“Indeed, the courts have found to the contrary, holding that the interpretation
of state water quality standards is a matter for state courts to resolve. The
clear text of the CWA as supported by its legislative history thus places the
primary responsibility for compliance with state water-quality standards on
DEQ went on to say that it expects to modify
the project’s CWA 401 certification “in the near future” to account for updated
water quality standards and for all that has been learned to date through
That update, DEQ says, will be in conjunction
with other regulatory actions taken by the Confederated Tribes of the Warm
Springs Reservation, partners in the project with PGE.
“Defendant (PGE) indeed recognizes in its
brief that these will be state and tribal actions, rather than federal ones.
This recognition is inconsistent with the suggestion in defendant’s (earlier)
brief suggesting that only FERC can modify the 401 certification. And, in any
event, any such suggestion would be wrong: the CWA authorizes states to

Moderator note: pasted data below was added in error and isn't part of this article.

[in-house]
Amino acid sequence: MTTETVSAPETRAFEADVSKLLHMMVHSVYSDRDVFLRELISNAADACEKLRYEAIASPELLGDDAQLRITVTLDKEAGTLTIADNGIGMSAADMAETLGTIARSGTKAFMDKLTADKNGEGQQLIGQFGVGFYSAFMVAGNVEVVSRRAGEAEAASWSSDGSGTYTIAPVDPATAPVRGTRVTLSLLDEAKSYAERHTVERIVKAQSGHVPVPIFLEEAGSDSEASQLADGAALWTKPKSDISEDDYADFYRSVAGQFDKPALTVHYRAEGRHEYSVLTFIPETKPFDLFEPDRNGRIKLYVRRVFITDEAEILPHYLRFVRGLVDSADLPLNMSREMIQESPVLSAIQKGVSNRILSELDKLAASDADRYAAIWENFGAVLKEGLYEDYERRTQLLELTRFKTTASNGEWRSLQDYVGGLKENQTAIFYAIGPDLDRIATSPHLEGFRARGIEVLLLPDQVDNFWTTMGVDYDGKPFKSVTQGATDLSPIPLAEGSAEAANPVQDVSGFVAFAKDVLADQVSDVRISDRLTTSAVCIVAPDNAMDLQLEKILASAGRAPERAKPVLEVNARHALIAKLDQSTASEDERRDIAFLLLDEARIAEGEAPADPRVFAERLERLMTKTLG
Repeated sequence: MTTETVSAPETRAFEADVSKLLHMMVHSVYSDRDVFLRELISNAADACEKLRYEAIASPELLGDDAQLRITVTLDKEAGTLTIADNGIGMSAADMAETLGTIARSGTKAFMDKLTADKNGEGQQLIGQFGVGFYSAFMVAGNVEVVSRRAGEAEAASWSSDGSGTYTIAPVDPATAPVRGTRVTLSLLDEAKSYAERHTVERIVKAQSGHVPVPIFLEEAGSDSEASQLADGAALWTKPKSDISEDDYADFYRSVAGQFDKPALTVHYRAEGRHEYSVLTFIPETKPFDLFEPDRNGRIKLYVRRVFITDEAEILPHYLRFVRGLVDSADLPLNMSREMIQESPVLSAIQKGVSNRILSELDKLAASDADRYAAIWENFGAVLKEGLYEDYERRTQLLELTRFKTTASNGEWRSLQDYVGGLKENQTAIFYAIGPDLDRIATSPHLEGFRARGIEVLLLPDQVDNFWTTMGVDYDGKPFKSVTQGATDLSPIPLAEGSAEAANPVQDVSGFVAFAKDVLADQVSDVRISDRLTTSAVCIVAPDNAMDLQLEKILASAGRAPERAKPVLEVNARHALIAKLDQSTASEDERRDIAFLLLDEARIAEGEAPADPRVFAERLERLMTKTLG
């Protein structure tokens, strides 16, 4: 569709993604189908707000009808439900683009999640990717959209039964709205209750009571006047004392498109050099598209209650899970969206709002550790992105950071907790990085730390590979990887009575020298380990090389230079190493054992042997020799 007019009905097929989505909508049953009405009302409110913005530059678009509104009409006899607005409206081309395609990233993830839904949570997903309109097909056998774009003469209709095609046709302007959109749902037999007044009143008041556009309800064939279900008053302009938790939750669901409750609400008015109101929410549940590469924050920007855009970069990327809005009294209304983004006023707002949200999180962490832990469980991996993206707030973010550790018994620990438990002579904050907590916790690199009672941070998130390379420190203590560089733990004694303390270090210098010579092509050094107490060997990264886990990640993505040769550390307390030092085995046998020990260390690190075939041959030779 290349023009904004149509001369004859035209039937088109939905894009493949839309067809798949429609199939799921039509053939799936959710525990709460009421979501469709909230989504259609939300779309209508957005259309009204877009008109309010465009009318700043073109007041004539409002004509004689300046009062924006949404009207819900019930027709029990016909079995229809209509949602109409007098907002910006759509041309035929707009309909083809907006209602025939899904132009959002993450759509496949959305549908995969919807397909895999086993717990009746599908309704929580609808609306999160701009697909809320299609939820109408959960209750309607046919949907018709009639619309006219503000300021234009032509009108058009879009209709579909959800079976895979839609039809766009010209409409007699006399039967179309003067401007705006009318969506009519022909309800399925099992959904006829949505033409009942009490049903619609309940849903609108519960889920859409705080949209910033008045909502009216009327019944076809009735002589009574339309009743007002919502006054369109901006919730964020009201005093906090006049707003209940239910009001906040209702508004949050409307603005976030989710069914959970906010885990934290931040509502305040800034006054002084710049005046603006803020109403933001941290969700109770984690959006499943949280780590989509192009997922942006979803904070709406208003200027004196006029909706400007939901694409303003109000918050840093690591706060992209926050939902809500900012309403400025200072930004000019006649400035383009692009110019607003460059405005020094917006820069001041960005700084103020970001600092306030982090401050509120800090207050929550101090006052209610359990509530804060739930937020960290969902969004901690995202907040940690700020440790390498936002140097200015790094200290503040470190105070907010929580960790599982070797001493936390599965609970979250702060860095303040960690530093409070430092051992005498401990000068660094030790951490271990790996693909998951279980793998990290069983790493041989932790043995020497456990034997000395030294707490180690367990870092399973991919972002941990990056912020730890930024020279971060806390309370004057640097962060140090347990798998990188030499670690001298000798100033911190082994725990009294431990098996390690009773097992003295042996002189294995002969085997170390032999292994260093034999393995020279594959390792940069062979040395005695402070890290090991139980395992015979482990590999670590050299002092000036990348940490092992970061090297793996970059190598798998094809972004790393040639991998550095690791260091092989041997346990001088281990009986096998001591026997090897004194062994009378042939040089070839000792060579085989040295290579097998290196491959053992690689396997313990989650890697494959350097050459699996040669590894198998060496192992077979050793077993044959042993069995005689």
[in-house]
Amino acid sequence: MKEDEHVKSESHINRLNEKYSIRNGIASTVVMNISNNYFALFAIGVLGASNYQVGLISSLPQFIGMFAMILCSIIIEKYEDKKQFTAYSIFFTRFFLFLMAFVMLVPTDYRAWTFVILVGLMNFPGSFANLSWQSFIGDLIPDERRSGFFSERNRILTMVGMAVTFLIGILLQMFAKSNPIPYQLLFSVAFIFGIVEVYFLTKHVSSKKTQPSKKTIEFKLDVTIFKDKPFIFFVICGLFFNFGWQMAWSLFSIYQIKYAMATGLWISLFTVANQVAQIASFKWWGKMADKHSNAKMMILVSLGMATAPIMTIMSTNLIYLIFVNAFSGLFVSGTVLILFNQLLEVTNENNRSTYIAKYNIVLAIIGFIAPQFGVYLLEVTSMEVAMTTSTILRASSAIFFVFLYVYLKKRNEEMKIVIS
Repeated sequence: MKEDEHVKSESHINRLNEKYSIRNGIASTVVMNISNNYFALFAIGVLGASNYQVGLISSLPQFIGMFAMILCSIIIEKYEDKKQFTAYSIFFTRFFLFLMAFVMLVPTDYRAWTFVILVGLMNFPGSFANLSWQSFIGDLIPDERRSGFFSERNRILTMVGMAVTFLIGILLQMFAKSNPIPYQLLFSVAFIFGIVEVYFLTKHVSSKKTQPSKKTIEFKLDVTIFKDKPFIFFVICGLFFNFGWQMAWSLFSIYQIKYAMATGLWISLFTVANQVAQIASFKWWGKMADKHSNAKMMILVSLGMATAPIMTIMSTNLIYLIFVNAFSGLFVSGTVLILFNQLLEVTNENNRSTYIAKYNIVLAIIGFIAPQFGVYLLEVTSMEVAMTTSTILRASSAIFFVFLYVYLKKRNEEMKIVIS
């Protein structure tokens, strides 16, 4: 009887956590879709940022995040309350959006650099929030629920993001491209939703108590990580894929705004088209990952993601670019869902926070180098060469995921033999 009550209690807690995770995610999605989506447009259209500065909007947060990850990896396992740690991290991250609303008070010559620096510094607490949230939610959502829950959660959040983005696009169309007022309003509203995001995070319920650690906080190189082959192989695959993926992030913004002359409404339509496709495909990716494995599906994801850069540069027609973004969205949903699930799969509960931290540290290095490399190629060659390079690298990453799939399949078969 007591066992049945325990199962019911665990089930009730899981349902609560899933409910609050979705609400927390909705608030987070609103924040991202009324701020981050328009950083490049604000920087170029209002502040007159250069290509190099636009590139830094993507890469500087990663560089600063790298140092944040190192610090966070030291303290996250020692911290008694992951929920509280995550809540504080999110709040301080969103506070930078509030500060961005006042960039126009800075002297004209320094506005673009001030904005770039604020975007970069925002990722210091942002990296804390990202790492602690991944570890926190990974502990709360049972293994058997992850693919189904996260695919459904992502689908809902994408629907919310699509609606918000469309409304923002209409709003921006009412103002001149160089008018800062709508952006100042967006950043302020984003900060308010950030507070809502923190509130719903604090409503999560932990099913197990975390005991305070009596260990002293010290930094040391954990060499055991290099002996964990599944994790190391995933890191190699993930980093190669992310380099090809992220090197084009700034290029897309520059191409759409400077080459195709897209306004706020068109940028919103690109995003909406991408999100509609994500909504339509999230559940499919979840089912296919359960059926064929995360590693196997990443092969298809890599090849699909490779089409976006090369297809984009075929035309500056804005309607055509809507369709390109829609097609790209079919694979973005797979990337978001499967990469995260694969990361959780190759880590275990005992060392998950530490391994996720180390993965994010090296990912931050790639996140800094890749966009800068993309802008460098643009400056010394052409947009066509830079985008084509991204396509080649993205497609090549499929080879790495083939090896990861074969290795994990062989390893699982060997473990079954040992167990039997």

preserve and protect the water quality of State waters, not FERC.”
DRA originally filed the lawsuit in District
Court August 12, 2016, alleging that PGE’s operations of the Pelton Round Butte
Complex of Dams have resulted in over 1,000 violations of its Clean Water Act
Integral to the reintroduction of salmon and
steelhead upstream of the dams is the Selective Water Withdrawal Tower, a
surface attractor that helps juveniles find their way downstream to the dam
where they are trapped, marked and transported to the lower river.
However, DRA says the SWW, which blends
surface and bottom water, is also impacting water quality downstream of the
complex of dams that form the lake, saying that water quality has declined in
the lower Deschutes River since the utility built the $90 million 273-foot tall
SWW in Lake Billy Chinook.
--CBB, May 18, 2018, “PGE Files Additional
Points In Urging Judge To Dismiss Deschutes Water Quality Case,” http://www.cbbulletin.com/440759.aspx
-- CBB, May 11, 2018, “Judge Simon Hears
Arguments On Dismissal Of Deschutes River Clean Water Case,” http://www.cbbulletin.com/440700.aspx
--CBB, April 23, 2018, “Deschutes River
Alliance Counters Motions To Dismiss Clean Water Case,” http://www.cbbulletin.com/440511.aspx
--CBB, April 6, 2018, “PGE, Warm Springs Tribe
Move To Dismiss Deschutes River Clean Water Case,” http://www.cbbulletin.com/440474.aspx
--CBB, March 16, 2018, “Briefing Arguments
Begin In District Court On Deschutes River Clean Water Case,” http://www.cbbulletin.com/440362.aspx
--CBB, August 25, 2017, “Ninth Circuit
Declines PGE Request On Deschutes River Case, Lawsuit Continues In Lower